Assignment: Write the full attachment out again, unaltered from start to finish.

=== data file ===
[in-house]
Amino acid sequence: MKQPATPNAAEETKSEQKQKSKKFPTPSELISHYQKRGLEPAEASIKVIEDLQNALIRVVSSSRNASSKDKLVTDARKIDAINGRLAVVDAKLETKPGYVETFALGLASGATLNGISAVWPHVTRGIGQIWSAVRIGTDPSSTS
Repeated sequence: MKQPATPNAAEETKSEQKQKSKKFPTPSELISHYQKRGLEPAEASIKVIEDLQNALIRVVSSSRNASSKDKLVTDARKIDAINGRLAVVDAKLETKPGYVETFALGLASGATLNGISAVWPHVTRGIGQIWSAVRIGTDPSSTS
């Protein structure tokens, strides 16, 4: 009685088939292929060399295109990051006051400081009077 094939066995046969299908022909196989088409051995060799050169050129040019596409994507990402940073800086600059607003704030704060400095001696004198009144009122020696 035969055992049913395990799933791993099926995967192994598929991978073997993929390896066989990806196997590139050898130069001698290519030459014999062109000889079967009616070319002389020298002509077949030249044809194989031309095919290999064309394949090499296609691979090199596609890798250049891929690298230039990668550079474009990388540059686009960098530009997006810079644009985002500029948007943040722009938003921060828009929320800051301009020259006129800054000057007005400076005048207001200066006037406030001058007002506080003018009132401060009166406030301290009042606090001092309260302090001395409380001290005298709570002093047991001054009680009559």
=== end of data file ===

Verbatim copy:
[in-house]
Amino acid sequence: MKQPATPNAAEETKSEQKQKSKKFPTPSELISHYQKRGLEPAEASIKVIEDLQNALIRVVSSSRNASSKDKLVTDARKIDAINGRLAVVDAKLETKPGYVETFALGLASGATLNGISAVWPHVTRGIGQIWSAVRIGTDPSSTS
Repeated sequence: MKQPATPNAAEETKSEQKQKSKKFPTPSELISHYQKRGLEPAEASIKVIEDLQNALIRVVSSSRNASSKDKLVTDARKIDAINGRLAVVDAKLETKPGYVETFALGLASGATLNGISAVWPHVTRGIGQIWSAVRIGTDPSSTS
């Protein structure tokens, strides 16, 4: 009685088939292929060399295109990051006051400081009077 094939066995046969299908022909196989088409051995060799050169050129040019596409994507990402940073800086600059607003704030704060400095001696004198009144009122020696 035969055992049913395990799933791993099926995967192994598929991978073997993929390896066989990806196997590139050898130069001698290519030459014999062109000889079967009616070319002389020298002509077949030249044809194989031309095919290999064309394949090499296609691979090199596609890798250049891929690298230039990668550079474009990388540059686009960098530009997006810079644009985002500029948007943040722009938003921060828009929320800051301009020259006129800054000057007005400076005048207001200066006037406030001058007002506080003018009132401060009166406030301290009042606090001092309260302090001395409380001290005298709570002093047991001054009680009559």